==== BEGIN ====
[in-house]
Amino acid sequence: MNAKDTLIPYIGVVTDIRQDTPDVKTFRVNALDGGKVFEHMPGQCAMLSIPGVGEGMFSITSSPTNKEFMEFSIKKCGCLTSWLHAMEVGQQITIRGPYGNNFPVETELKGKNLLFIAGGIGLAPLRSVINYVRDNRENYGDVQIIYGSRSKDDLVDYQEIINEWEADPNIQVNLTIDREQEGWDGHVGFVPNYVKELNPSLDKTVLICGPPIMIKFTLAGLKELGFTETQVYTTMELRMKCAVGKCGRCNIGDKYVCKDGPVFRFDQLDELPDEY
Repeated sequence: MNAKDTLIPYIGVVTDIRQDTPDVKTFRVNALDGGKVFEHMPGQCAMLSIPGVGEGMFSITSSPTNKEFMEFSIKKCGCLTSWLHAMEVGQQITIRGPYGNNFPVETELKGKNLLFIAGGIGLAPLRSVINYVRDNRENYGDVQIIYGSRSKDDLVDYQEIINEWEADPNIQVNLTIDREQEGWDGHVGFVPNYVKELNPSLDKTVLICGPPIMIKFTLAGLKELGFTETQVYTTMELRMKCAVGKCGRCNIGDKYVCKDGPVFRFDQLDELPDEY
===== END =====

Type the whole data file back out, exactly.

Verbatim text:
[in-house]
Amino acid sequence: MNAKDTLIPYIGVVTDIRQDTPDVKTFRVNALDGGKVFEHMPGQCAMLSIPGVGEGMFSITSSPTNKEFMEFSIKKCGCLTSWLHAMEVGQQITIRGPYGNNFPVETELKGKNLLFIAGGIGLAPLRSVINYVRDNRENYGDVQIIYGSRSKDDLVDYQEIINEWEADPNIQVNLTIDREQEGWDGHVGFVPNYVKELNPSLDKTVLICGPPIMIKFTLAGLKELGFTETQVYTTMELRMKCAVGKCGRCNIGDKYVCKDGPVFRFDQLDELPDEY
Repeated sequence: MNAKDTLIPYIGVVTDIRQDTPDVKTFRVNALDGGKVFEHMPGQCAMLSIPGVGEGMFSITSSPTNKEFMEFSIKKCGCLTSWLHAMEVGQQITIRGPYGNNFPVETELKGKNLLFIAGGIGLAPLRSVINYVRDNRENYGDVQIIYGSRSKDDLVDYQEIINEWEADPNIQVNLTIDREQEGWDGHVGFVPNYVKELNPSLDKTVLICGPPIMIKFTLAGLKELGFTETQVYTTMELRMKCAVGKCGRCNIGDKYVCKDGPVFRFDQLDELPDEY